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The Ethics of Consumption: From Boycotts to Fair Trade

This session focuses on how consumption, particularly of goods produced in distant places, could be politicised. Focusing on the British sugar boycott campaigns of 1790s and 1820s that formed part of wider abolitionist and antislavery campaigns, it will consider how abstention was associated with self-purification and the goal of moralizing consumption, as well as efforts to transform wider economic and labour systems, as well as bring about political change through informal channels. While the focus will be on consumer protests and abstention in the eighteenth and nineteenth centuries, attention will also be given to how present-day campaigns echo or seek to mobilise historical practices. In addition, the session will also examine the forms of visual and material culture associated with ethical consumption.

Seminar Questions

  1. Why and how did the consumption of sugar become politicised in late 18th century and early 19th-century Britain and with what consequences?
  1. ‘Abstention movements need to be understood in relation to the histories of both colonialism and consumerism’. Discuss.
  2. What textual and visual tropes have been used to promote ethical (non-)consumption and how do they function?

Required Reading

Micheletti, Michele , ‘The Moral Force of Consumption and Capitalism: Anti-Slavery and Anti-Sweatshop' in K. Soper and F. Trentmann (eds), Citizenship and Consumption (Palgrave Macmillan, 2007)

Midgley, Clare, ‘Slave sugar boycotts, female activism and the domestic base of British anti‐slavery culture’, Slavery & Abolition, 17:3 (1996), pp 137-162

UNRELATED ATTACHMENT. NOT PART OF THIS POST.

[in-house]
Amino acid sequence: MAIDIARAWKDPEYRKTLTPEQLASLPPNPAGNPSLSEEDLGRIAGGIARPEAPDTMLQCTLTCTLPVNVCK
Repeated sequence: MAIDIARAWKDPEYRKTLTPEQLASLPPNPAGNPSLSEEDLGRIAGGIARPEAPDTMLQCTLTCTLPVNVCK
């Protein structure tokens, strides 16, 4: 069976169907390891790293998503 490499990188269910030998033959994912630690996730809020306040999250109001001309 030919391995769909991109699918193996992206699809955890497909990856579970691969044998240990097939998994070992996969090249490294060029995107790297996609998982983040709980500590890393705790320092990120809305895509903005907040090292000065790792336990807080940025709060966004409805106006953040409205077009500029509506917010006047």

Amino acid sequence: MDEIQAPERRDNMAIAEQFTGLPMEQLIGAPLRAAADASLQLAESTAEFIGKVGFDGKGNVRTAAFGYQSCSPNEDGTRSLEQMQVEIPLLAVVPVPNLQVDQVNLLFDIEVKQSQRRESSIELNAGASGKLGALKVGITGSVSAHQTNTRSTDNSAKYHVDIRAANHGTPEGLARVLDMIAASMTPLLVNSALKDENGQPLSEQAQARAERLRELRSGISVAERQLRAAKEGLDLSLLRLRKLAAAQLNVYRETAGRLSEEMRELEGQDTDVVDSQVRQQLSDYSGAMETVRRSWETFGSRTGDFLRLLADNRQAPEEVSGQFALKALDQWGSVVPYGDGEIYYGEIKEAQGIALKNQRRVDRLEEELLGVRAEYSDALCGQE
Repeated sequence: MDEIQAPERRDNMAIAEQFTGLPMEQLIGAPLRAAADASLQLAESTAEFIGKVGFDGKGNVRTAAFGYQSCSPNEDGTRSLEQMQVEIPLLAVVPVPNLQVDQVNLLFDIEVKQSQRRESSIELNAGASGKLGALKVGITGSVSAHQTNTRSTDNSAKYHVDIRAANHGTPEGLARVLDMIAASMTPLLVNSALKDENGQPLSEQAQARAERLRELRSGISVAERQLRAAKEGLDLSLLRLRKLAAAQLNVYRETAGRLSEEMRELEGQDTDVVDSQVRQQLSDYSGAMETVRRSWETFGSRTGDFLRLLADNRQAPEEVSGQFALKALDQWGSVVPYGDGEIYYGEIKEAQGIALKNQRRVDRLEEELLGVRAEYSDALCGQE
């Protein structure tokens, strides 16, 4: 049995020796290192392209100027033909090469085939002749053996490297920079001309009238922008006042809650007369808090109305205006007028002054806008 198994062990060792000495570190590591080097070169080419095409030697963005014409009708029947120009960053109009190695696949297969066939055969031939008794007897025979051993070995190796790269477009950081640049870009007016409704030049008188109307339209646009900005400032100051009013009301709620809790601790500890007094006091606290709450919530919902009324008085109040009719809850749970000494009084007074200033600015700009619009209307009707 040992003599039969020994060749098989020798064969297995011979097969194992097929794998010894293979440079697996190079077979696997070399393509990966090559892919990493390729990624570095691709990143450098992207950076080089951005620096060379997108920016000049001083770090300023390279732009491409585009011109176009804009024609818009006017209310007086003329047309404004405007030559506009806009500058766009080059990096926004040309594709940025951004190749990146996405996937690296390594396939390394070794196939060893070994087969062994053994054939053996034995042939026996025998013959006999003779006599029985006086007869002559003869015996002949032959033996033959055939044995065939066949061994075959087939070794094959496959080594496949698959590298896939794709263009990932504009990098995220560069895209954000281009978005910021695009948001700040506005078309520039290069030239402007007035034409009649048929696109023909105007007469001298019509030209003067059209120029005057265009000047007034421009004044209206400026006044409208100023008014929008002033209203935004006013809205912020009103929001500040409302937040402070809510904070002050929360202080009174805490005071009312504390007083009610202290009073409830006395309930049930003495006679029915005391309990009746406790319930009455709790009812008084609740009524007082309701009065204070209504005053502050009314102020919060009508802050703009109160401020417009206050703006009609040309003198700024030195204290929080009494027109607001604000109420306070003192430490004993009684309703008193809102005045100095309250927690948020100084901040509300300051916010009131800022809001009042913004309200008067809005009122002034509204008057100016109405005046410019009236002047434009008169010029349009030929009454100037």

Sussman, Charlotte, Consuming Anxieties: Consumer Protest, Gender & British Slavery, 1713-1833 (Stanford UP, 2000), pp 22-48

Supplementary Reading

Anderson, Matthew, A History of Fair Trade in Contemporary Britain : From Civil Society Campaigns to Corporate Compliance (2015)

Feldman, Daṿid (ed.), Boycotts Past and Present: From the American Revolution to the Campaign to Boycott Israel (Palgrave Macmillan, 2019)

Friedman, Monroe, Consumer Boycotts: Effecting Change through the Marketplace and Media (Taylor & Francis Group, 1999)

Furlough, E. and C. Strikwerda (eds), Consumers Against Capitalism? Consumer Cooperation in Europe, North America, and Japan, 1840-1990 (Lanham, MD: Rowman and Littlefield, 1999)

Holcomb, Julie L., ‘Blood-stained sugar: Gender, commerce and the British slave-trade debates’, Slavery & Abolition 35:4 (2014), pp 611-628

Holcomb, Julie L., Moral Commerce: Quakers and the Transatlantic Boycott of the Slave Labor Economy (Ithaca, NY, 2016)

Nicholls, A. and C. Opal, Fair trade: Market-Driven Ethical Consumption (SAGE, 2005)

Sheller, Mimi, Consuming the Caribbean: From Arawaks to Zombies (Routledge, 2003)

Trentmann, F., ‘Before “fair trade”: Empire, free trade, and the moral economies of food in the modern world’, Environment and Planning D: Society and Space 25:6 (2007), pp 1079-1102

Van Dyk, Garritt, ‘A tale of two boycotts: Riot, reform, and sugar consumption in late eighteenth-century Britain and France’, Eighteenth-Century Life 45:3 (2021), pp 51-68